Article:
To Dong Hai
According to 1989 census figures, the “Ma” ethnic minority group has some 25,500 people residing on southern plateaus, largely in Lam Dong (some 20,000) and the provinces of Dong Nai, Binh Duong and Dac Lac.
The Ma people speak the language of Mon-Khmer family, which is very close to the languages of Muong, Chro, Xtieng and particularly K’ho ethnicities. Their vocabulary is greatly influenced by Khmer language factors.
Besides the name of “Ma” (or Mir in the dialect of this ethnic group, meaning milpa) these minority people have also called themselves Chau ma, Che Ma or Cho Ma (with Chau, Che or Cho meaning people). This ethnicity is also subdivided into Ma Ngan, Ma Xop, Ma To, Ma Krung, with Ma Nga being considered the main subgroup. The people of Ma To subgroup live on highlands near water sources while the Ma Krung live on plains and Ma Xop on basaltic soil areas.
Among various ethnic groups living in the Central Highlands of Vietnam the Ma is considered indigenous, with its ancient history of a so-called “Ma kingdom” as formerly spoken of by some people, though such a hypothesis has triggered debates among researchers into this ethnic group.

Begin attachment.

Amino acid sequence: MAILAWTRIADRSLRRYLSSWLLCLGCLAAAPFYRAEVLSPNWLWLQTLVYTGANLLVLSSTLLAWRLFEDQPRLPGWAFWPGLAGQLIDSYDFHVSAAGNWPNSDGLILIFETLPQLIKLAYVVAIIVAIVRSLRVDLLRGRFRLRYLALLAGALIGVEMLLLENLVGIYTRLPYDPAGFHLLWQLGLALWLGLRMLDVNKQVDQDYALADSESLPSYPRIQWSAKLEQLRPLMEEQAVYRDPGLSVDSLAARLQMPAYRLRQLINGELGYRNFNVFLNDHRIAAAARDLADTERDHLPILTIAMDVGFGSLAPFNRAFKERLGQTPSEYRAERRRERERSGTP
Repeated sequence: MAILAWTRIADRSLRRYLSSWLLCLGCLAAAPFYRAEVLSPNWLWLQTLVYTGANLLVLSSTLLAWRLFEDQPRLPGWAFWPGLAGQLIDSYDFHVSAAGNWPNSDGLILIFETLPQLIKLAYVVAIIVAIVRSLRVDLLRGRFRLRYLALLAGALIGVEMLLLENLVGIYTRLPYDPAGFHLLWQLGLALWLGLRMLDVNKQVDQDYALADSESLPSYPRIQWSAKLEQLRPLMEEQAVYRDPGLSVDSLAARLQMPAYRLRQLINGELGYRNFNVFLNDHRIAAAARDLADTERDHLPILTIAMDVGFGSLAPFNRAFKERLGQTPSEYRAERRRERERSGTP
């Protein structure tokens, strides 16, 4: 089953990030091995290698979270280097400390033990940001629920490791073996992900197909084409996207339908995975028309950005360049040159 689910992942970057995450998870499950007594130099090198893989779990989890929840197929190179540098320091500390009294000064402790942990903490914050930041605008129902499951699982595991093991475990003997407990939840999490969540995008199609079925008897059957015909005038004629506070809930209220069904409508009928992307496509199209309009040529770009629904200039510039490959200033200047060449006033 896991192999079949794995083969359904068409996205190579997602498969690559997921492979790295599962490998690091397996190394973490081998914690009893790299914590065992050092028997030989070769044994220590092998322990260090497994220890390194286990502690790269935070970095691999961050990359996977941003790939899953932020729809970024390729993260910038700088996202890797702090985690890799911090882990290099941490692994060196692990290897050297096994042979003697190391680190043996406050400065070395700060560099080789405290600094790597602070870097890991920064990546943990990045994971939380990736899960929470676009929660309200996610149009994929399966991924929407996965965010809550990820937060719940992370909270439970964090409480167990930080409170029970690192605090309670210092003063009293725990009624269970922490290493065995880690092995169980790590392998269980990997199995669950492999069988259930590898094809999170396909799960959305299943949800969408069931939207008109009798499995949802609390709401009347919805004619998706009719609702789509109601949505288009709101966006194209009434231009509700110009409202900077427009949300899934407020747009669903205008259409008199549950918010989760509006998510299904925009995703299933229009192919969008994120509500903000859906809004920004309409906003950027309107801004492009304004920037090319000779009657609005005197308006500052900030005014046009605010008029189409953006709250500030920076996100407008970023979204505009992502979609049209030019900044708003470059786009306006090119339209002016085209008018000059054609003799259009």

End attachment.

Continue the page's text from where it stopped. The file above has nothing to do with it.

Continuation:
Milpa farming has long been practiced by the Ma people as their main production mode. To them, there are two types of milpa: “mdrik” (new milpa) and “mpuh” (old milpa). “Mdrick” are cultivated with rice in the first year after they have been reclaimed, while “mpuh” are cultivated with rice for another year or with subsidiary food crops for several more years before they are abandoned. Their fields are often intercropped with maize, pumpkins, gourds, chili, cotton, tobacco.
Husbandry has not been promoted by the Ma people who raise domestic animals to be used mainly as offerings in religious rites. Few families raise horses or elephants for mountain transportation. Their popular handicrafts include bamboo weaving, loom weaving, embroidery, smithery. Forest products gathering has become their routine activities, that bring them vegetables, firewood, etc., for daily use.